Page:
With Arsenal midfielder Samir Nasri's potential exit to English Premier League rivals Manchester City edging closer and closer, supporters must face the reality that their team may very well struggle to compete this season.
Much has been written about the side's lack of silverware since Arsenal's most recent Carling Cup final loss to Birmingham City in February.
In the early part of last season, Arsenal looked to be genuine contenders, but as the season waned, so, too, did their drive and determination.
No silverware since the 2005 FA Cup.
With the collapse of Arsenal's season came questions of just what the club's—and specifically, the boardroom's—ambitions were.
Or is the boardroom simply content to compete for Champions League qualification while quietly turning a healthy profit each season on their youth investment?
Is the business far more important than success?
A massive outlay in transfer fees does not, of course, guarantee success in a league as competitive and intense as the Premier League.
Just because Chelsea spent £50 million on Fernando Torres in the end-of-season run-up trying to overtake Manchester United does not mean they were successful.
But this transfer window was always going to be a crucial period for the future of the Gunners, and based on the events of this summer, it seems that the wait for trophies is going to continue.
Now, all of this comes to the forefront in the discussion over Samir Nasri's departure.
Nasri has played a massive role in the side since his arrival from French side Marseille in 2008.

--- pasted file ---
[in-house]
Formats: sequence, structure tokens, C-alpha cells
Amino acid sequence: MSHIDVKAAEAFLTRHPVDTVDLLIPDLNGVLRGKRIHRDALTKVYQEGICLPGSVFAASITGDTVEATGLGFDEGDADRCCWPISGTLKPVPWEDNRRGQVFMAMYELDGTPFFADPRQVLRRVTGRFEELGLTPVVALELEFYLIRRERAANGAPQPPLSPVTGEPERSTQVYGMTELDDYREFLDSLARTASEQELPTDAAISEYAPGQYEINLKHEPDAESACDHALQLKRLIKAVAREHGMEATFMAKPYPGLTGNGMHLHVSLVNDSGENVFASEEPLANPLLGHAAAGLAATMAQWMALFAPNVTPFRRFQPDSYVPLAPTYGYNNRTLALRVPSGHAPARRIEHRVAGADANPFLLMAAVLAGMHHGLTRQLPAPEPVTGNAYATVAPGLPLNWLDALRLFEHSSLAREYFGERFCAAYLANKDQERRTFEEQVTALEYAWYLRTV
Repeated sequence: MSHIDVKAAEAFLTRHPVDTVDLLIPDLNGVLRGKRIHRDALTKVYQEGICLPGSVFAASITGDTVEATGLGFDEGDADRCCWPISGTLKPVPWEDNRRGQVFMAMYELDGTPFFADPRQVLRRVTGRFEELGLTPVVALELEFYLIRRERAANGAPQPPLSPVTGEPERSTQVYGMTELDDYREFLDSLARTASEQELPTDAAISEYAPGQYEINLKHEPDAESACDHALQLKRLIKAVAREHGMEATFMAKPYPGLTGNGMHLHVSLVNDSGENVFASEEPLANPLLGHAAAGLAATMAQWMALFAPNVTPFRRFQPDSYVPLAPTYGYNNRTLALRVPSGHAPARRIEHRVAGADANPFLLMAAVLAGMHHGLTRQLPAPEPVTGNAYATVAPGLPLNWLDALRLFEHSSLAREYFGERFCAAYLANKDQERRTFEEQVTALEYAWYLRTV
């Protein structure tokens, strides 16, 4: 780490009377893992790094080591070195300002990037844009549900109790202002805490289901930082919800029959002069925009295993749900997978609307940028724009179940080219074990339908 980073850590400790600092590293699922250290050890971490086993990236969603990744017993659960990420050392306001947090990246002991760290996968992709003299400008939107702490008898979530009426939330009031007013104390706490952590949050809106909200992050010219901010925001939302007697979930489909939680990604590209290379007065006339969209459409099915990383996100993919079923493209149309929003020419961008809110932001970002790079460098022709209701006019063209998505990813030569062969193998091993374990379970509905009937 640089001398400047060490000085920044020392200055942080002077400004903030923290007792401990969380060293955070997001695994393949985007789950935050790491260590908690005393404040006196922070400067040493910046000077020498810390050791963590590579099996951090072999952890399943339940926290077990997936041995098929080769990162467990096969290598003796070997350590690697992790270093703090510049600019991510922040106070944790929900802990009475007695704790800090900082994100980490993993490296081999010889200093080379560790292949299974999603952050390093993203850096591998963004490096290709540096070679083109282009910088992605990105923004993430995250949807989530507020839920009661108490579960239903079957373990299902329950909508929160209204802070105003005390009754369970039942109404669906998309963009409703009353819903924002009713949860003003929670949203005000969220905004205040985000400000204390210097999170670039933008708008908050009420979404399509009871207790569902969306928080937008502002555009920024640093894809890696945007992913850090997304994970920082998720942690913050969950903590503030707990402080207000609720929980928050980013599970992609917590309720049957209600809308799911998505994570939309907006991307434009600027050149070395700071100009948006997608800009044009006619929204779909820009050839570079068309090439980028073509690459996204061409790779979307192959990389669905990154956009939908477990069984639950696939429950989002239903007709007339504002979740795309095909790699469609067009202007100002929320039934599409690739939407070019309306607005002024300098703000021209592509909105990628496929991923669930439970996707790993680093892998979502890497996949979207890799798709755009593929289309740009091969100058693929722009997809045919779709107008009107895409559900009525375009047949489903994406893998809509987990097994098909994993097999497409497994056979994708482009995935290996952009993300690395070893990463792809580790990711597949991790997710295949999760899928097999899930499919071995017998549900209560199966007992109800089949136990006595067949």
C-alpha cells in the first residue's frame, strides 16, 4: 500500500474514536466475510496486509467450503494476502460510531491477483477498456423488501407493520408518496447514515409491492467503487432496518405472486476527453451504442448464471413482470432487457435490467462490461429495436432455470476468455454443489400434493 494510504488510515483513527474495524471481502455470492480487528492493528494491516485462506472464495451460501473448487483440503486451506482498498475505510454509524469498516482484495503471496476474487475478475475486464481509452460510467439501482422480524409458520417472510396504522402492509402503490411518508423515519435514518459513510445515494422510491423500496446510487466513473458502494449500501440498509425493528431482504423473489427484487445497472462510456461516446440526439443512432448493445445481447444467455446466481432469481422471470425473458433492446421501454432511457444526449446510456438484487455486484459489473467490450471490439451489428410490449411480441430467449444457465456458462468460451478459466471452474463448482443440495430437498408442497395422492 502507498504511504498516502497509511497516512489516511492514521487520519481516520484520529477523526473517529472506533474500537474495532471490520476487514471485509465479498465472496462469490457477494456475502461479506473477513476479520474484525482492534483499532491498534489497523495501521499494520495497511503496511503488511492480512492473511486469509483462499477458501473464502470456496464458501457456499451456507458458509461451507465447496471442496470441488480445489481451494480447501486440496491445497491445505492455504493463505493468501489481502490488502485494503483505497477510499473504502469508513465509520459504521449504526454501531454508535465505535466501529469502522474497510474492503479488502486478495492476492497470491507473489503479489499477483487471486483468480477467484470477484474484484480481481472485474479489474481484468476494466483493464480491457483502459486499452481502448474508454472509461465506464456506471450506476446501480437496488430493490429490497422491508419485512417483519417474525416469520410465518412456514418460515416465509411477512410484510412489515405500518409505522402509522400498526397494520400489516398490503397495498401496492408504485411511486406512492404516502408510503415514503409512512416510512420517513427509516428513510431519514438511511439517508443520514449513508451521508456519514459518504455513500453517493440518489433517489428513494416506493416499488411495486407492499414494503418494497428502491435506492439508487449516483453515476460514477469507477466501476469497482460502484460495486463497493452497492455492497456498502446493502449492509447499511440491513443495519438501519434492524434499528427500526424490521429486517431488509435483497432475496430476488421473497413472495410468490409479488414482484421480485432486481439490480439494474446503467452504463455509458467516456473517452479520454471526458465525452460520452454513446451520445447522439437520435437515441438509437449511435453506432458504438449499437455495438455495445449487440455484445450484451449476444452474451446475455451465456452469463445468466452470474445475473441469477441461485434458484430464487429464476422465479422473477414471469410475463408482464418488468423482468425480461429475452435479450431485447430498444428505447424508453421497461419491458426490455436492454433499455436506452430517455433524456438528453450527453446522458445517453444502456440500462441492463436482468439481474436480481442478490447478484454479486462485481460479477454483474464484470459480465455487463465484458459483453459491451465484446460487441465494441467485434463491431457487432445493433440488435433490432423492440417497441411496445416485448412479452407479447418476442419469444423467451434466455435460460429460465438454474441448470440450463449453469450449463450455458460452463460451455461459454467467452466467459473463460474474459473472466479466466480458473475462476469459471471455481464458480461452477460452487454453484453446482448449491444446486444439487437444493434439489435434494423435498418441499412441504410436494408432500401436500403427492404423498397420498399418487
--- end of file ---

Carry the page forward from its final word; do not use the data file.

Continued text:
With the continued speculation over the departure of fellow midfielder and captain Cesc Fabregas to Barcelona, Nasri was poised to take over the massive creative midfield role at Arsenal along with Jack Wilshere.
Instead, it seems he will just leave.
While it is the player himself who makes the decision whether or not to sign a contract with a new club, the crux of his decision came with Arsenal's apparent refusal to compete with other "big" sides when it comes to signing the necessary players.
Arsenal supporters will be pleased to have won the race to sign young Alex Oxlade-Chamberlain from Southampton this week, as it seems the club's reputation as the premier youth outlet in the country has served them well.
But are supporters really viewing him as the answer to a departing Nasri and Fabregas? As just what the side needs to compete this season?
It's all of the links to players the quality of Karim Benzema and Felipe Melo that nothing comes of that are the primary worry. That in the end, only Oxlade-Chamberlain and Gervinho are the major buys who will start the Premier League season this weekend
It's the fear that it takes the sale of a player the quality of Nasri to fund the arrival of a centre back like Gary Cahill, which the squad has desperately needed for more than a year.
In the end, where does the potential departure of Nasri leave the mighty Arsenal and the passionate supporters?
The answer is in a mad rush to spend that money on quality players before it's too late, or else face the reality that, while Arsenal may be the best-managed football business in the world, they are no longer the name on the lips of worldwide football supporters as regular Premier League contenders.